We introduce the metric absolute semantic error which quantitatively measures the quality of embeddings for concepts against their semantic similarity. The semantic similarity between the two given concepts and is denoted by and can be measured by an state-of-the-art methodology [6, 7, 12, 19]. Ideally, this similarity score should be approximate to the similarity score of embeddings corresponding to those concepts denoted by (please note that this score is calculated by cosine similarity). Therefore, this expected correlation can be formally represented as . For example, the semantic similarity between the two concepts dbo:President and dbo:City is almost zero; so it is expected that their vectors reflect the similar pattern as . An intuitive methodology for measuring semantic similarity between two concepts is to utilize the distance between them in the hierarchical structure . Because, intuitively, the concepts which are placed closer in the hierarchy are more similar. In contrast, concepts placed further from each other are more dissimilar. Thus, by increasing the length of the path between two concepts in the hierarchy, their dissimilarity is increased. However, independent of the kind of methodology employed for computing the semantic similarity score, the absolute semantic distance is computed as the difference between the semantic similarity score and the similarity score of embeddings , which is formally represented in Equation 4. The higher the value of , the lower the quality of the embeddings and vice versa.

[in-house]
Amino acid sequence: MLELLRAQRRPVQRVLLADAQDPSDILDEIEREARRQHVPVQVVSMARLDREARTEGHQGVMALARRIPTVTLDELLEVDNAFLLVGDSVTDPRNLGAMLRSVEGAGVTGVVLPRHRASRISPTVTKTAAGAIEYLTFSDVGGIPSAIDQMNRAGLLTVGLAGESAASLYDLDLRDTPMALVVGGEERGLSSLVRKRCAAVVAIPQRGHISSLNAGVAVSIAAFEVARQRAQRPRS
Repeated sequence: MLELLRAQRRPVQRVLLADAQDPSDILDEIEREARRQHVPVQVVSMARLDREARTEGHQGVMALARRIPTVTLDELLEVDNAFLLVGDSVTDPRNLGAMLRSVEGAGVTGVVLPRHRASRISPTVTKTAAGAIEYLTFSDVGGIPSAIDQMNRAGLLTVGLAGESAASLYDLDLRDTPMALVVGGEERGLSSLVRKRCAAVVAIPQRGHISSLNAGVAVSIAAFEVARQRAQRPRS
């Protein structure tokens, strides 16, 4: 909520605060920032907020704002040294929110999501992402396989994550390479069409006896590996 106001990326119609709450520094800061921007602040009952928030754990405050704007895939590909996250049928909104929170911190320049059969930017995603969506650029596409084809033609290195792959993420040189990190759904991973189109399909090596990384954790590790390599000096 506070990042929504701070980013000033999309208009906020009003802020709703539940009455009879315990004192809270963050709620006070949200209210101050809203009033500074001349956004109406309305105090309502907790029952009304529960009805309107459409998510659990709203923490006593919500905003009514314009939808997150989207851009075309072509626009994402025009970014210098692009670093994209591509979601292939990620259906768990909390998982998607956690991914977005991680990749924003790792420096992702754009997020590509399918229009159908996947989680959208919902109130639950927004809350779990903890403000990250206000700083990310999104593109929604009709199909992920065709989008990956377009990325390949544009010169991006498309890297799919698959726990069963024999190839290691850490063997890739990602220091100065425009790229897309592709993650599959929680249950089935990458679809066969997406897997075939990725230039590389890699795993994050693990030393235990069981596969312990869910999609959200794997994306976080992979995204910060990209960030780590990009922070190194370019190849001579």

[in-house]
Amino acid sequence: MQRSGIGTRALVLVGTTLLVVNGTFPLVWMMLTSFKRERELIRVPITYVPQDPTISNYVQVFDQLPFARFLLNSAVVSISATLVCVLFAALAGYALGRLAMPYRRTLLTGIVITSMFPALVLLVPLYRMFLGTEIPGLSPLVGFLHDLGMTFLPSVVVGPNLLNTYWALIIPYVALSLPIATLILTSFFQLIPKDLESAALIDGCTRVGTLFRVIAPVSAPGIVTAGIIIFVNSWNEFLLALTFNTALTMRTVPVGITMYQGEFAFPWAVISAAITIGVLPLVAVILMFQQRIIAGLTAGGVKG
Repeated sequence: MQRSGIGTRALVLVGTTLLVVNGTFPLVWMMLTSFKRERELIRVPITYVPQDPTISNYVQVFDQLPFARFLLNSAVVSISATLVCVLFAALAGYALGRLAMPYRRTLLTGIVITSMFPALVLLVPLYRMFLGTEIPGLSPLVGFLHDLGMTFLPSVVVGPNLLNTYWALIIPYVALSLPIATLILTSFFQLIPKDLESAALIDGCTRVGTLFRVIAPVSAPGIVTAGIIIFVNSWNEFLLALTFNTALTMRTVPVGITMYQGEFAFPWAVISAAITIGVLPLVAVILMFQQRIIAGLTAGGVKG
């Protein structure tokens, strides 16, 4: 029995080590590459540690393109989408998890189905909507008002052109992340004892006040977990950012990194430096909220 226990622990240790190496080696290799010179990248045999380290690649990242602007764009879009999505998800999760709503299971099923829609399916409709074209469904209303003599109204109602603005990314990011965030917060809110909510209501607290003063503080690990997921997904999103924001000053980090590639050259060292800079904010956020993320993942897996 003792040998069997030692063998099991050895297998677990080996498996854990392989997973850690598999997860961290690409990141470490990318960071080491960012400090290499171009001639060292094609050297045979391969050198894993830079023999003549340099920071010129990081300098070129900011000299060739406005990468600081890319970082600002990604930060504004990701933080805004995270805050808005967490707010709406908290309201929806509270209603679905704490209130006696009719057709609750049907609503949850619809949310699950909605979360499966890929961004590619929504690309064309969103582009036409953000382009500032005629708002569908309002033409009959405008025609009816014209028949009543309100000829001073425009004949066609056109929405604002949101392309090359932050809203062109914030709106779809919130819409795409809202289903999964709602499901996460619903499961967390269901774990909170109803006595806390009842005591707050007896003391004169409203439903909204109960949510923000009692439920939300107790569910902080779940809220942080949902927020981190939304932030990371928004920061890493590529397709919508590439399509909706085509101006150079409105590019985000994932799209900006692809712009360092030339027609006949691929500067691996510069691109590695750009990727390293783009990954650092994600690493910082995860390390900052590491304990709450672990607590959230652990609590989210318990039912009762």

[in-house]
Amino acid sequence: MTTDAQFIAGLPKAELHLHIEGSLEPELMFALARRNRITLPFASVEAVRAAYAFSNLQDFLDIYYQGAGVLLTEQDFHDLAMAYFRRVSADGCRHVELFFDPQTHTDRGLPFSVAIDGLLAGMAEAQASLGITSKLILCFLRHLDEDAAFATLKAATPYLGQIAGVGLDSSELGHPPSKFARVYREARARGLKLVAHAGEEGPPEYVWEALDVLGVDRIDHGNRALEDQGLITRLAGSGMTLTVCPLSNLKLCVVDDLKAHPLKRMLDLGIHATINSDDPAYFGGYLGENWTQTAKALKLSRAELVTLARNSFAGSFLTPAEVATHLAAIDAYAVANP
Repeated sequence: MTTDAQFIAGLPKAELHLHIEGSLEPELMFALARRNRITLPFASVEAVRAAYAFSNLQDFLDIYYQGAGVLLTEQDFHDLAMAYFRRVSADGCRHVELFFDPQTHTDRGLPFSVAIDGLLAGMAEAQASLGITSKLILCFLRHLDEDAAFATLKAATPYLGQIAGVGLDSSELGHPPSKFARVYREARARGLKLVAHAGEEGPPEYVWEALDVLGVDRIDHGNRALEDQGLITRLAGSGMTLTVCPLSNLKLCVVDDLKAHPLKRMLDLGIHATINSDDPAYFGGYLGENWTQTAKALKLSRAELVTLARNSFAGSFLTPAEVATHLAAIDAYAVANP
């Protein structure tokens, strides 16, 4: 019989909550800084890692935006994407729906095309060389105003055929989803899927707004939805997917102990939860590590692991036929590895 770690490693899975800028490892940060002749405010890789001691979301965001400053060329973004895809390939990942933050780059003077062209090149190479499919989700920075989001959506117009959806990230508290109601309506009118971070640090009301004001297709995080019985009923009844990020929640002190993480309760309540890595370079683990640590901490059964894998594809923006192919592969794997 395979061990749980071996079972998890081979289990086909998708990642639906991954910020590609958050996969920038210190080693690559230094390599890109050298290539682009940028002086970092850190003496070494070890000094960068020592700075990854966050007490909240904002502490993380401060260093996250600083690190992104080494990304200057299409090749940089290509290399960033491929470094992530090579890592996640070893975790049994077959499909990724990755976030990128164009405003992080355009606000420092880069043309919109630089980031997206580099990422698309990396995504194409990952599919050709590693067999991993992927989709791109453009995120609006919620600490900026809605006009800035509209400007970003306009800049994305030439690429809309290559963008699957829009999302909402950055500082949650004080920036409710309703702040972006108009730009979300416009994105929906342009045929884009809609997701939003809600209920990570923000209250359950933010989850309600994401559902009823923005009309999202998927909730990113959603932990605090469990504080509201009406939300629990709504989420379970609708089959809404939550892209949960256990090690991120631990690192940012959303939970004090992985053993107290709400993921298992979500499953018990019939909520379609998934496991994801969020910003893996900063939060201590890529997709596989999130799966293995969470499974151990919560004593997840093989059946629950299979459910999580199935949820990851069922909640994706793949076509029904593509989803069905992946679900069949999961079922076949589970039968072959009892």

Semantic Relatedness metric
We tune this metric from [2, 18] for knowledge graphs by exchanging words for concepts. Typically, this metric represents the relatedness score of two given words. In the context of a knowledge graph, we give a pair of concepts to human judges (usually domain experts) to rate the relatedness score on a predefined scale, then, the correlation of the cosine similarity of the embeddings for concepts is measured with human judge scores using Spearman or Pearson.
The embeddings of all concepts of the knowledge graph can be represented in a two-dimensional visualization. This approach is an appropriate means for qualitative evaluation of the hierarchical aspect of concepts. The visualizations are given to a human who judges them to recognize patterns revealing the hierarchical structure and the semantics.
We chose three high level concepts from the DBpedia ontology
5.3 Task 3: Evaluating Relational Aspect of Concepts in Embeddings
There are various applications in information extraction, natural language understanding, and question answering involved in extracting either implicit or explicit relationships between entities [16, 8, 1]. A major part of evaluating the state-of-the-art approaches for relation extraction is the validation task as whether or not the inferred relation is compatible with the type of entities engaged. For example, the relation capital is valid if it is recognized between entities with the types country and city. This validation process in a knowledge graph is eased by considering the axioms rdfs:domain and rdfs:range of the schema properties and rdf:type of entities. The expectation from embeddings generated for relations is to truly reflect compatibility with the embeddings of the concepts asserted in the domain and range. With this respect, we present two metrics for evaluating the quality of the embeddings for concepts and relations.
This metric presented in [2, 3] assesses the relevance of a given noun as a subject or object of a given verb (e.g. people-eat or city-talk). We tune this metric for knowledge graphs as pairs of concept-relation which are represented to a human judge for the approval or disapproval of their compatibility.
Semantic transition distance